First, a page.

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Vol. 13, No. 29 Week of July 20, 2008
Providing coverage of Alaska and northern Canada's oil and gas industry

Fairbanks considers coal-to-gas plant

Federal and state officials will gather in Fairbanks to plan a gasification plant that could turn coal and biomass into power and fuel for interior Alaska.

The meeting will be hosted by Fairbanks North Star Borough Mayor Jim Whitaker and U.S. Sen. Ted Stevens.

Whitaker said he hopes the summit will solidify federal and state support for an energy plan developed by the borough and the Fairbanks Economic Development Corp. as heating and fuel costs have increased sharply.

Experts in resources, transportation and technology will speak at the meeting July 18. Discussions continue July 19, and Whitaker is looking for support.

“We recognize that it will take a bit of time, but not much, in order for the participants of this summit to be fully authorized (to act),” Whitaker said. “The intent is to fast-track this.”

Local proponents hope the military will agree to allow a plant to be built at Eielson Air Force Base and to purchase fuel, which would help bring a plant on line quickly, Whitaker said.

Alaska’s congressional delegation will be joined at the meeting by U.S. Department of Energy Undersecretary Bud Albright Jr. and Kevin Billings, deputy assistant secretary of the Air Force for Energy and Environment.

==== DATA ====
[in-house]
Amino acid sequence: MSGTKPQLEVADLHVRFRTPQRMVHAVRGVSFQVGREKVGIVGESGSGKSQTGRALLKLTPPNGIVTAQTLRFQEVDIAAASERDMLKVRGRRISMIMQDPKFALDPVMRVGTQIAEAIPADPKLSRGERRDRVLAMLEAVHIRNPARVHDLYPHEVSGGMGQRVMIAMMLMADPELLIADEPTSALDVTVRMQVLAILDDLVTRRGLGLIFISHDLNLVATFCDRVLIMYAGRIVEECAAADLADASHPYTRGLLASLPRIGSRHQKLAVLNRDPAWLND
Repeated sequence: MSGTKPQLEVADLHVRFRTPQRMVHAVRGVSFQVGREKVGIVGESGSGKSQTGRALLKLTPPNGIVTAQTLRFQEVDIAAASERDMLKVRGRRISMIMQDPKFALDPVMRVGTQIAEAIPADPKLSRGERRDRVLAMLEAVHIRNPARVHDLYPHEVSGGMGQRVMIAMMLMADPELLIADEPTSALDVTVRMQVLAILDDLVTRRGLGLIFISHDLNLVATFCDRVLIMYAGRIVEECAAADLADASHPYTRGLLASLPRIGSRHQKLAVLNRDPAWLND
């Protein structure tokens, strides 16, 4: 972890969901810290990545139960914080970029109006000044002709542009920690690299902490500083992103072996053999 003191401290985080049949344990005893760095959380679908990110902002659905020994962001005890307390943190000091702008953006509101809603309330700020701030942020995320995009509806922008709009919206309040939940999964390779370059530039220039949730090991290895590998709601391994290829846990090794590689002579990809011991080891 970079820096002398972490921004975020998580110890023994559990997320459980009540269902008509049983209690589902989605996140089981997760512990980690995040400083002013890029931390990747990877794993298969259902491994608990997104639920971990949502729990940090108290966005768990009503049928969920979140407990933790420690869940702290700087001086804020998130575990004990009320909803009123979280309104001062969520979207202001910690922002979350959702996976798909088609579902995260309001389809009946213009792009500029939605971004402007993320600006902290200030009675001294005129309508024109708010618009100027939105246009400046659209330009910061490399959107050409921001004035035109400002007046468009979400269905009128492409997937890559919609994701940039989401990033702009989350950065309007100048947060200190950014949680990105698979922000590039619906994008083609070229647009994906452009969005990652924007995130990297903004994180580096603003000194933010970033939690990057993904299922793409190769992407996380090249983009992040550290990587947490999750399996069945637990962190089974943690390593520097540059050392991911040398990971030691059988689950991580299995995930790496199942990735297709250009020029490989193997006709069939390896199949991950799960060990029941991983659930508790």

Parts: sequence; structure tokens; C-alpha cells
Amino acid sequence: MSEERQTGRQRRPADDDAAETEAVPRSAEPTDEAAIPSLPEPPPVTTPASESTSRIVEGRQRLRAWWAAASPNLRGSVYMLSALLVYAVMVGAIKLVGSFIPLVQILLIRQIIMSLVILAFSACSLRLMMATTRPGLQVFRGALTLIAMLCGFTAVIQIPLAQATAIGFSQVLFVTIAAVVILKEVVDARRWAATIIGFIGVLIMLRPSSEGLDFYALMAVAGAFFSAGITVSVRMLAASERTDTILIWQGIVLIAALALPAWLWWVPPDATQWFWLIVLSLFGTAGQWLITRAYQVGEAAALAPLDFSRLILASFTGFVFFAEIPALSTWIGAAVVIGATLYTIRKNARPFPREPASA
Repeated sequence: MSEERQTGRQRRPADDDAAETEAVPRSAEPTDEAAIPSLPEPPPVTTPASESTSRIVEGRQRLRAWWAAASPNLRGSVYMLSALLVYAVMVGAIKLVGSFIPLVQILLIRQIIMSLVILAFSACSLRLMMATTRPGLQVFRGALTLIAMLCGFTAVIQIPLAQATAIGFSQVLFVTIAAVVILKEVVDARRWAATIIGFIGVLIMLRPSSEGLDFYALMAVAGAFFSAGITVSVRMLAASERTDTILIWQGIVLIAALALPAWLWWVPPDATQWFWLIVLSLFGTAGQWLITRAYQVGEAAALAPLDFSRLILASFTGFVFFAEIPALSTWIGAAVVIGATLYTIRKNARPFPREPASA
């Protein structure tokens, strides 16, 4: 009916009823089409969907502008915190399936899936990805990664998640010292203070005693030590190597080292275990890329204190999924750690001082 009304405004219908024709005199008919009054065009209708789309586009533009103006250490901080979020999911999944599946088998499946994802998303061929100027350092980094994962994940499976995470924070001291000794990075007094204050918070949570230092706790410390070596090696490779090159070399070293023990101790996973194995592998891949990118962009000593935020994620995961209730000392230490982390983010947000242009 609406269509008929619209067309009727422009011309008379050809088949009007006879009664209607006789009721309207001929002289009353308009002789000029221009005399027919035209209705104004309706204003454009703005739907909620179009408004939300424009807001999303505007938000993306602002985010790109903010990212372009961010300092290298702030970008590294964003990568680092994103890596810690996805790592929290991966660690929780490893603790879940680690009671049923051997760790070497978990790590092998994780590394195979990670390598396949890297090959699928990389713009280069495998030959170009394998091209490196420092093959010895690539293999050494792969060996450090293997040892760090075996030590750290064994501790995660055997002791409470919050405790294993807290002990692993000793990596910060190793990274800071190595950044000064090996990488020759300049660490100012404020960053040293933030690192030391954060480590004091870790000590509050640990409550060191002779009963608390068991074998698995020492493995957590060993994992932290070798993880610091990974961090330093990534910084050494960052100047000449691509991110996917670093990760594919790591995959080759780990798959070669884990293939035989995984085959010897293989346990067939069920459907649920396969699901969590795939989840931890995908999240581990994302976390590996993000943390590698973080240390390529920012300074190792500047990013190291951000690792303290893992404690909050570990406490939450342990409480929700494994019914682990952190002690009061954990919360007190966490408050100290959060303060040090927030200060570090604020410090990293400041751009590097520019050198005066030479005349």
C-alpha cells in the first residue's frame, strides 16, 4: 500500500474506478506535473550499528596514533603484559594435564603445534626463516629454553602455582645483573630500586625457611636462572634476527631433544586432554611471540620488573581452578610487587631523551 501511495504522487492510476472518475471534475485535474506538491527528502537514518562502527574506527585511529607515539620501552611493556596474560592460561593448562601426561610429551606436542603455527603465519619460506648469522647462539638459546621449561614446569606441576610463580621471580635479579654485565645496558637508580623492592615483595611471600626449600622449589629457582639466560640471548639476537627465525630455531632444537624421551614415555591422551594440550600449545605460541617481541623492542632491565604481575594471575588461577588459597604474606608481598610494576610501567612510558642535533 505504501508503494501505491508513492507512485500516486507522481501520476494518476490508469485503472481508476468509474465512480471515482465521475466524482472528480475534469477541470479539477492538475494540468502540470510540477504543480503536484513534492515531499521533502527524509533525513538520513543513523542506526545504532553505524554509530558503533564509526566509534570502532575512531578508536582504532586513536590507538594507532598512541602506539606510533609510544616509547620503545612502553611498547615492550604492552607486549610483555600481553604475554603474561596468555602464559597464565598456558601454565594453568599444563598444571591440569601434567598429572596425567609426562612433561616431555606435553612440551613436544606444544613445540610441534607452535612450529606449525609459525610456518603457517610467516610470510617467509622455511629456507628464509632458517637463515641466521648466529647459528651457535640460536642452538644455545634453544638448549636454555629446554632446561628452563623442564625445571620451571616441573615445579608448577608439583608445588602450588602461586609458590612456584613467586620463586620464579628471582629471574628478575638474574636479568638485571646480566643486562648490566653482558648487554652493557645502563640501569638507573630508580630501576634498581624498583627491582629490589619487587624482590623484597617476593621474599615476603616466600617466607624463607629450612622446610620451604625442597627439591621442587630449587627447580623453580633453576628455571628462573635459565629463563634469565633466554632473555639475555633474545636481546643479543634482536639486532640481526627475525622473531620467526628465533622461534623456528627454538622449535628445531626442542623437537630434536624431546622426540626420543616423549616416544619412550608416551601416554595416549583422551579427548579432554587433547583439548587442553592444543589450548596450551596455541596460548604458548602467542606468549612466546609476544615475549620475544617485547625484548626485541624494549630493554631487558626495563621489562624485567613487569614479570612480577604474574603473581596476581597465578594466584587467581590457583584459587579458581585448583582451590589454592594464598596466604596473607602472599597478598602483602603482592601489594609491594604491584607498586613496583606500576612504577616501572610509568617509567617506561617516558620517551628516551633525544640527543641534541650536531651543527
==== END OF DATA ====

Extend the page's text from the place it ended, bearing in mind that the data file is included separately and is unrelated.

State House Speaker John Harris, R-Valdez, is expected to attend. Gov. Sarah Palin has been invited.

The Fairbanks Economic Development Corp. and the borough expect a report this fall by Toronto-based consultant Hatch Ltd. that should identify the best options and costs for building a gasification plant.

A plant would turn coal and biomass into gas, then use the Fischer-Tropsch process to turn gas into liquid fuel for space heating and transportation. Additional gas would be used to power turbines to generate electricity.

Coal and biomass also could also be gasified as synthetic fuels. The Air Force could be a critical market for those synthetic fuels.

The Fischer-Tropsch process was developed in Germany in the 1920s. The process has been used for several decades to fuel vehicles in South Africa.

—The Associated Press



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